It’s common in the world of sales to talk about “calling high” in the organization. The idea being that getting to the higher levels means access to bigger budgets, as the execs at the top have the view from the top so to speak. At lower levels of the organization, budgets are smaller and competition can be tight for those dollars. But at the executive level, budgets can be moved around and combined for the right types of opportunities.
This is the new world of social sales where it should be much easier to get to the right decision makers at the right time. So I find it curious that most sales reps still tend to start their sales activities at the lower levels of the company versus getting to the relevant senior executive. I wondered why and decided to ask members of my favorite LinkedIn group – Sales Playbook – this question, “What are the top reasons that most sales people can’t seem to get a foot in the door to the C-Suite?” Reasons like fear, feeling “less than” and inexperience showed up. I happen to like how fellow Sales Playbook member @JerryVoltero summed it up. He said…
1. Lack of preparation to know who the true decision maker is that they should be talking to.
2. They do a lousy job of building rapport with the gatekeeper and don’t give them a strong enough argument for them to be the one who gets to come in and utilize some of that exec’s valuable time. Remember the gatekeeper’s job is to not waste the exec’s time.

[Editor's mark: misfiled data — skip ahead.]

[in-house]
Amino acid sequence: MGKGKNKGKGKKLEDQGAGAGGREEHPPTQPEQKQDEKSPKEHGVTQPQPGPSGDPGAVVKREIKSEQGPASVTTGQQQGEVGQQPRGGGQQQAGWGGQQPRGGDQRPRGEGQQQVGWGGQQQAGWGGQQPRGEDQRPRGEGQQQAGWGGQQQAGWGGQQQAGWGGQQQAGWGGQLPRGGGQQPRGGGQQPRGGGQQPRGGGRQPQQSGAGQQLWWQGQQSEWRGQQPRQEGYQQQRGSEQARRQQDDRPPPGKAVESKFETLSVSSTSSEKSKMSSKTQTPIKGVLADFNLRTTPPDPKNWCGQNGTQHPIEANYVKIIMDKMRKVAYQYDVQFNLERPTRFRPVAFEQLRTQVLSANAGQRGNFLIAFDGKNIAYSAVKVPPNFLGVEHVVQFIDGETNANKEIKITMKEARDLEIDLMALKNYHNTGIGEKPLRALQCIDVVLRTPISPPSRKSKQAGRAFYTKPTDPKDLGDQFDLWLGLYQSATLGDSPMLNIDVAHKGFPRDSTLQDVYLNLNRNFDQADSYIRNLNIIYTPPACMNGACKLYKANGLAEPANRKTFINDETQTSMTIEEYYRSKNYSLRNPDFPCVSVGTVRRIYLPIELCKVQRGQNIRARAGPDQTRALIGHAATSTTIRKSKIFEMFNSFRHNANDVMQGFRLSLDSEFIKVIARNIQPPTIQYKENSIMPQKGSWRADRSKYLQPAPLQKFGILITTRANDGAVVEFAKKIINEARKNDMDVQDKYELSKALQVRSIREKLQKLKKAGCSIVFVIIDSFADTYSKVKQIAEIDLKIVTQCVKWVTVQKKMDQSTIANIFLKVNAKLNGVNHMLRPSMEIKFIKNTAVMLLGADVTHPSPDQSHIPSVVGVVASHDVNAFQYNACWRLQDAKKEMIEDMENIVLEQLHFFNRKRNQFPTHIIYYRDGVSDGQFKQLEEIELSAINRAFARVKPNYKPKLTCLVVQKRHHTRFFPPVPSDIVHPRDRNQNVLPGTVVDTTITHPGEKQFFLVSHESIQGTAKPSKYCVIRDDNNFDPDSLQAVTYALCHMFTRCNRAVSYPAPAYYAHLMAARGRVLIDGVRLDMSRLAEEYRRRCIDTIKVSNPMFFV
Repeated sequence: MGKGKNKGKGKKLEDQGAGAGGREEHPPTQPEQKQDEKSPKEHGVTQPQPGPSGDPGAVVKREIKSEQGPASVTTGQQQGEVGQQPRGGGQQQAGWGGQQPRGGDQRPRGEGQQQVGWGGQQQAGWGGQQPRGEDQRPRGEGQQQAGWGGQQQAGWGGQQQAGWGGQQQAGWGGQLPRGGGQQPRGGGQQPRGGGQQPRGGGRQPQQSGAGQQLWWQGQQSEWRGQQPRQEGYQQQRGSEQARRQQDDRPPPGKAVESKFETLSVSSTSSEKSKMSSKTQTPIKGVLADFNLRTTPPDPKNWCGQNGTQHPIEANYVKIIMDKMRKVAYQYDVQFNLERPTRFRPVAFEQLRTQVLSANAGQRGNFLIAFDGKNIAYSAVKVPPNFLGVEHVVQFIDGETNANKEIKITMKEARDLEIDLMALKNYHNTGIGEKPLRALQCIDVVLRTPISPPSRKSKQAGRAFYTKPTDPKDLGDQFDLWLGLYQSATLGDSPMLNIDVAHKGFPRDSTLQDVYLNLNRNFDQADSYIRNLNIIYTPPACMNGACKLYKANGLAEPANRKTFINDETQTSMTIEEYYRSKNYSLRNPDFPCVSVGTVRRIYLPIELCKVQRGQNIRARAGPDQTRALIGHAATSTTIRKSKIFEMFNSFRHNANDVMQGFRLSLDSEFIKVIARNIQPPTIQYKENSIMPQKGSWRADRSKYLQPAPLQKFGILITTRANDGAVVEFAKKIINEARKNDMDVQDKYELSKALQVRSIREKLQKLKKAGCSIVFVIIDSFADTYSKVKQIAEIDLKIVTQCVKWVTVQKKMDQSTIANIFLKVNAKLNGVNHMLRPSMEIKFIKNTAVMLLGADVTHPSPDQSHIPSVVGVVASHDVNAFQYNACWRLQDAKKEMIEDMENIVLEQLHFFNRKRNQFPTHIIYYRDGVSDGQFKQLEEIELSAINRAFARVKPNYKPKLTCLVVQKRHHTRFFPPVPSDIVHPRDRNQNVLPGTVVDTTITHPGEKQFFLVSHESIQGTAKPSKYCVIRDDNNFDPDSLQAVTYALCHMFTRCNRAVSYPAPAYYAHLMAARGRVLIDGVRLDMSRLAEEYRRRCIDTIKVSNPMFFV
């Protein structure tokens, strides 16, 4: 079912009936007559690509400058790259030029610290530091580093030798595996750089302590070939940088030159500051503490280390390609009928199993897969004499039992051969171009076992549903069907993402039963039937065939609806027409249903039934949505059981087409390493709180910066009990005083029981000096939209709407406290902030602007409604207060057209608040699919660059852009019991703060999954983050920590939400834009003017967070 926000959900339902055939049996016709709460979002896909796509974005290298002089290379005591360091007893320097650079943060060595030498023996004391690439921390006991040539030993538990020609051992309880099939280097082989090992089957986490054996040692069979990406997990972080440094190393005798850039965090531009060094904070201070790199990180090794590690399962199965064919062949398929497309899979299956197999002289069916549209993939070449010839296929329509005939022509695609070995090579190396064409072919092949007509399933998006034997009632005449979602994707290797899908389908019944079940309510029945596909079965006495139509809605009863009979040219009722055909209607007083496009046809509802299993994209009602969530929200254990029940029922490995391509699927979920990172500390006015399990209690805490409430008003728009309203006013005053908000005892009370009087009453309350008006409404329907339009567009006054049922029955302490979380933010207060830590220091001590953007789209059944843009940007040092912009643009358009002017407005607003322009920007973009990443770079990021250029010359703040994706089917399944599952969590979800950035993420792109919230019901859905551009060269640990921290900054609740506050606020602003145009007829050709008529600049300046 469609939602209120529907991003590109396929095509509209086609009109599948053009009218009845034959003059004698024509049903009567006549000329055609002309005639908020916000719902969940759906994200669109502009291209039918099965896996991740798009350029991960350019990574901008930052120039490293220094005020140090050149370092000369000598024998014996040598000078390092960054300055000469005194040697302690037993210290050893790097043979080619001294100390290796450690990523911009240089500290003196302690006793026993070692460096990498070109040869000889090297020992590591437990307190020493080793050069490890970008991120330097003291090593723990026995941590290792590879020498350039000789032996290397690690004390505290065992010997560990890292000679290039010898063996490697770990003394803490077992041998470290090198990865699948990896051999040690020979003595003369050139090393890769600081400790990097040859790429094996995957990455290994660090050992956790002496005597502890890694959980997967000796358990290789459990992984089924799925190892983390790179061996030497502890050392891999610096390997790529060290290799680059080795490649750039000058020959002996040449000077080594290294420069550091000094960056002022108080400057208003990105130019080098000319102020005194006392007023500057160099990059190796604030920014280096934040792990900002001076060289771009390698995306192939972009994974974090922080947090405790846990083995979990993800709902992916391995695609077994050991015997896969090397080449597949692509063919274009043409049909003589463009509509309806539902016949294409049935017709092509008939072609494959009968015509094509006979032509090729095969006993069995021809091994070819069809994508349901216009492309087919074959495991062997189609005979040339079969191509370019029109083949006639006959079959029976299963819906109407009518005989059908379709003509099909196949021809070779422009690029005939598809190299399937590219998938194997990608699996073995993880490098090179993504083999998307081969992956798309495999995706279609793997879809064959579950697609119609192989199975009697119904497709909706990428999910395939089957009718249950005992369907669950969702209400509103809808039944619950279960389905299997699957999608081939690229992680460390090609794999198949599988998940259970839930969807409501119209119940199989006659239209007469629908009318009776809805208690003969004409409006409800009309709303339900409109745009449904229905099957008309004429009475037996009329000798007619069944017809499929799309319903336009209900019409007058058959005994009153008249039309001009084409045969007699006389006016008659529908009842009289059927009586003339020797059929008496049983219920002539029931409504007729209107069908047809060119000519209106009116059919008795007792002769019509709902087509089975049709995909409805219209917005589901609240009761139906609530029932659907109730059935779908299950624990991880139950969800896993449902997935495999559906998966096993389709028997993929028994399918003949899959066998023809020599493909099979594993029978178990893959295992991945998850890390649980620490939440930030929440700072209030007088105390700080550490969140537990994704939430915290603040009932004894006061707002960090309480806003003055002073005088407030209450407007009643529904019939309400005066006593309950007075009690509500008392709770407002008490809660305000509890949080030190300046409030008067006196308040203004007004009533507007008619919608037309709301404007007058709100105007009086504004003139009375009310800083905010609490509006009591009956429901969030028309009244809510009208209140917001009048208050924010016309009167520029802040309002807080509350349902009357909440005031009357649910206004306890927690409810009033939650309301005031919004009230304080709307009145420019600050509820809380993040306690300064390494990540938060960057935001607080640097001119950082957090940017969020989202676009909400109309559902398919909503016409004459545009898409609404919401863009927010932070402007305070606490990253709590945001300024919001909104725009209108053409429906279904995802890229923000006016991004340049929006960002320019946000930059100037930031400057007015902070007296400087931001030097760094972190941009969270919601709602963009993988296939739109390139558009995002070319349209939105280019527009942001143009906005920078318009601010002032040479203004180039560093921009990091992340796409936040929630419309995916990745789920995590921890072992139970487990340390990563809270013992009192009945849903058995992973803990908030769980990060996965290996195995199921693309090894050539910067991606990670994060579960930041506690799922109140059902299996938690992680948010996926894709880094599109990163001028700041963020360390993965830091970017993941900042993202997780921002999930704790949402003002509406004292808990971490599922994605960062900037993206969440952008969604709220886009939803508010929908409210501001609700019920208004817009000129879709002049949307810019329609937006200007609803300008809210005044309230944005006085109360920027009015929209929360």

3. If you are using a bottom up approach to get there, you have to get your champion to advocate with both the exec and the gatekeeper to get that proverbial foot in the door.
4. And once you get there, you better know what to ask them to figure out whether or not what you are selling will solve the business problem he/she has. Preparation is the key for sure.
And to Jerry’s point #4, preparation is not only key, it is critical! You may have a great product, perhaps even the best in your field, but that doesn’t mean you should ignore preparation. You may have the best product or service, but if you enter the sales process at the wrong time OR you don’t have the buy-in from the relevant senior executive, you have a big problem.
In today’s world of instantaneous access to information there is no excuse for lack of planning. Authors Nicholas Read and Stephen Bistritz remind us that…
“If you don’ take the time to stay current on your customers and prospects, the information won’t pop into your head by itself.” —Selling to the C-Suite.
I think that about sums it up!